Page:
Clinton, Obama Ads Take Old Messages to New Territory

Barack ObamaBarack ObamaTrump's new debate challenge: Silence WATCH LIVE: Obama speaks at African American Museum opening Obama talks racial tension at African-American museum opening MORE and Hillary ClintonHillary Rodham ClintonGlenn Beck: I was wrong about Ted Cruz The Hill's 12:30 Report Pro-Clinton super PAC asks voters to #StopTheTrumpTrain in new ad MORE both released new TV ads today, and even as both campaigns have come to focus heavily on the economy in recent months, the candidates have stuck to the messages they created at the outset of the nomination race.

In Obama's ad, which will begin airing today in Pennsylvania, Sen. Bob CaseyBob CaseyDems to GOP: Help us fix ObamaCare Enough bickering, time to stay focused on important issues: Pennsylvania holds keys in Clinton-Trump tilt MORE (D-Pa.) addresses working-class frustration--an issue that has brought criticism to Obama over the past week.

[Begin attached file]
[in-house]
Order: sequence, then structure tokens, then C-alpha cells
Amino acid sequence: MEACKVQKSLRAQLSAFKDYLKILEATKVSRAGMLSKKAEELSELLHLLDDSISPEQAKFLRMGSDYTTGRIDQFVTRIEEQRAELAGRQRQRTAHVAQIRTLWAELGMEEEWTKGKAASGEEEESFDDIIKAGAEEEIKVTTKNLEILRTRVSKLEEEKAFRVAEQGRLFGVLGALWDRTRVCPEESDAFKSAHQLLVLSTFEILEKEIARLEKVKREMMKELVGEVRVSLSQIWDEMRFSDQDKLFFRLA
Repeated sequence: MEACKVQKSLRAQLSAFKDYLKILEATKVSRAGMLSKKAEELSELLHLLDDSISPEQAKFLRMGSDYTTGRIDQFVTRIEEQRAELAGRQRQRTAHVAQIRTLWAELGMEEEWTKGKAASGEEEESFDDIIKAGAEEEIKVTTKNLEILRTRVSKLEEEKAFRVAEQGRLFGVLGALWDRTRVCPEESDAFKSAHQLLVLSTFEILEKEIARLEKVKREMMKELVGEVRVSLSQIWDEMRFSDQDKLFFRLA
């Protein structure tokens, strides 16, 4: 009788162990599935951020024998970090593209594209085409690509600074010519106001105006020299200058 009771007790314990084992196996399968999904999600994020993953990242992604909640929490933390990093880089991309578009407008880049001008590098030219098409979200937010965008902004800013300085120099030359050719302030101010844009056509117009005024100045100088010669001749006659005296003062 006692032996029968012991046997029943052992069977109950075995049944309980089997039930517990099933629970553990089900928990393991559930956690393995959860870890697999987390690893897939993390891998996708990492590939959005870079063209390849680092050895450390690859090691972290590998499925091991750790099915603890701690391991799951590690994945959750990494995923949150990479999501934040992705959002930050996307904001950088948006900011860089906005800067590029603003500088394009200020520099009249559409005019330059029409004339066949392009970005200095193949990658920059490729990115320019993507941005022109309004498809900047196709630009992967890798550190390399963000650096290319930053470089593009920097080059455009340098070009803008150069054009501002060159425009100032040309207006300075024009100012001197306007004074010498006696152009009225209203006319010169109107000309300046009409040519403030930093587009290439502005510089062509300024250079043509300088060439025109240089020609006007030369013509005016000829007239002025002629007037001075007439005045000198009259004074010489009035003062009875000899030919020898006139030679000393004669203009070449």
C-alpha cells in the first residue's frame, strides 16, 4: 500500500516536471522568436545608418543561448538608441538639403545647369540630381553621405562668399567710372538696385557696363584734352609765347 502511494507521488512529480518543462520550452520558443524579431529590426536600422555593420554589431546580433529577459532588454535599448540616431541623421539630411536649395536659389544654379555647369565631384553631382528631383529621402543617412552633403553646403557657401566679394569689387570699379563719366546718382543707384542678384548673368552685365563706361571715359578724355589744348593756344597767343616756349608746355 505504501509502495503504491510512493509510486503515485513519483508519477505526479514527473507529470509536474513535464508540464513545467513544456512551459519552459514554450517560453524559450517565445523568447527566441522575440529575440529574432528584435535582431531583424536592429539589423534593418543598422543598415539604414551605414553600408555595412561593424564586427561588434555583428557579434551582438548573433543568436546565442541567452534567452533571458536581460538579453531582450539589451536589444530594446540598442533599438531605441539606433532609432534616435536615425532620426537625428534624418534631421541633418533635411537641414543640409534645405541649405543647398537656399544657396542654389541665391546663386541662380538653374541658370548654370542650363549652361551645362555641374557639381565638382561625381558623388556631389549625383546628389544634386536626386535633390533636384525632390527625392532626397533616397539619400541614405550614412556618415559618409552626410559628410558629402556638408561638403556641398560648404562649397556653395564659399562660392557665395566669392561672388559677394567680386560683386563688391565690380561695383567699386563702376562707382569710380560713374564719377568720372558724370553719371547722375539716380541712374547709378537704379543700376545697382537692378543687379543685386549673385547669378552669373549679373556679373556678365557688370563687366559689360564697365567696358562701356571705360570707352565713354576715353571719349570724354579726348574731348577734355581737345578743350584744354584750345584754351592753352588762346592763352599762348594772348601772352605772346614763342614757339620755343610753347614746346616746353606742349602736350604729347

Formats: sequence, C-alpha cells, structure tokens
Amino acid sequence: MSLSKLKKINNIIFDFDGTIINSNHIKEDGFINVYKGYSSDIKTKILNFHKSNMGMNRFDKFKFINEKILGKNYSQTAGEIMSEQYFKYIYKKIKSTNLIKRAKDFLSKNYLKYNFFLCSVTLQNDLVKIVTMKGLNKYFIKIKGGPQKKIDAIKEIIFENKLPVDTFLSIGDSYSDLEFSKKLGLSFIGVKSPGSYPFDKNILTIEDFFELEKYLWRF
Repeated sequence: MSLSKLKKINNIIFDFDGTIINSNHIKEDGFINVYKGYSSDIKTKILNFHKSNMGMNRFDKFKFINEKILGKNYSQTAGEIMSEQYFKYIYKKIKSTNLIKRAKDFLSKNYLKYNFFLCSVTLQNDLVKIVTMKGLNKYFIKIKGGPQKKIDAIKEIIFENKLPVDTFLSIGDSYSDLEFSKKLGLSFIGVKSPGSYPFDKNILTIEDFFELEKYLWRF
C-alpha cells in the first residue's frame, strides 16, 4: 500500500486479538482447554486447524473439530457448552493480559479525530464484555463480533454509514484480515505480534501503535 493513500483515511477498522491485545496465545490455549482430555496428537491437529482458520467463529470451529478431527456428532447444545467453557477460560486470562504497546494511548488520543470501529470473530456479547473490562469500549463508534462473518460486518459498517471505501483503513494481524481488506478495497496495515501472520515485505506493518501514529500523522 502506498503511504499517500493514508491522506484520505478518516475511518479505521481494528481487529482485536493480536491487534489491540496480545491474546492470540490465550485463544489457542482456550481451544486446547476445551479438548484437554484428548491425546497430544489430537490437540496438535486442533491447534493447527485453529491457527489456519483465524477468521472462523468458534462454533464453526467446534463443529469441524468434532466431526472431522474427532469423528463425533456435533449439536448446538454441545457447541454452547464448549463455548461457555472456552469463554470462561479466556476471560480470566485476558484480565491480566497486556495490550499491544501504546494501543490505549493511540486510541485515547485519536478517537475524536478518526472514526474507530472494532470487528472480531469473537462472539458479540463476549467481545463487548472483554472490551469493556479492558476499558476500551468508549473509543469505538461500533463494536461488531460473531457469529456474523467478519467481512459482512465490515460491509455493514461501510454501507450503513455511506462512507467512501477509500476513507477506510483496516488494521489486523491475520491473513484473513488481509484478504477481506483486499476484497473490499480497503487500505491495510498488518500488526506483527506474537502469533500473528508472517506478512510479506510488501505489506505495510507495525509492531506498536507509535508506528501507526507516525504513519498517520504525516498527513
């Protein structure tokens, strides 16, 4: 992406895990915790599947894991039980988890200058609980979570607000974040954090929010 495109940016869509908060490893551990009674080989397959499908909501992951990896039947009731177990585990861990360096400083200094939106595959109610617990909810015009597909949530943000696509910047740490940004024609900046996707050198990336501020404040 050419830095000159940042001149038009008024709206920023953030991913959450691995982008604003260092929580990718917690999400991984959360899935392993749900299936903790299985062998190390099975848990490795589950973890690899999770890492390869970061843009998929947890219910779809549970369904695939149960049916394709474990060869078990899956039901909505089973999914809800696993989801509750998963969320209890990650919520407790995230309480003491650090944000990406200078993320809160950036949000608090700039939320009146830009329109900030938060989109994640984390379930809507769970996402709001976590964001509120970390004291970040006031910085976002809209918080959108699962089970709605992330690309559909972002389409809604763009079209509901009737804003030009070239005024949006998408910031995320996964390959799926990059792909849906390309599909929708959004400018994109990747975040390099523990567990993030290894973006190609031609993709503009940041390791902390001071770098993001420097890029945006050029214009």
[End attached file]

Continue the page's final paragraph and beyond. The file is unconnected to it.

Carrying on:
Obama has come under criticism for a comment, made April 5 at a San Francisco fundraiser, about voter frustration: Obama said that working-class voters stick to divisive issues like religion and gun rights because they are "bitter." Casey says those frustrations are caused by economic downturn and political division, and that Obama can bring change and end political divisiveness--the central theme of Obama's campaign from the start.

Hillary Clinton, in a new ad for North Carolina, hearkens back to her original campaign slogan: "Let the conversation begin." In Clinton's early campaign stops, the New York senator offered "conversation" as an alternative to Bush administration policies, often talking about foreign policy and the war in Iraq, which she dubbed "irresponsible."

Clinton starts her new ad by saying "I told you I wanted to have a conversation," then proceeds to answer a voter's question on the economy. See the two ads below.

Obama's ad:

Clinton's ad: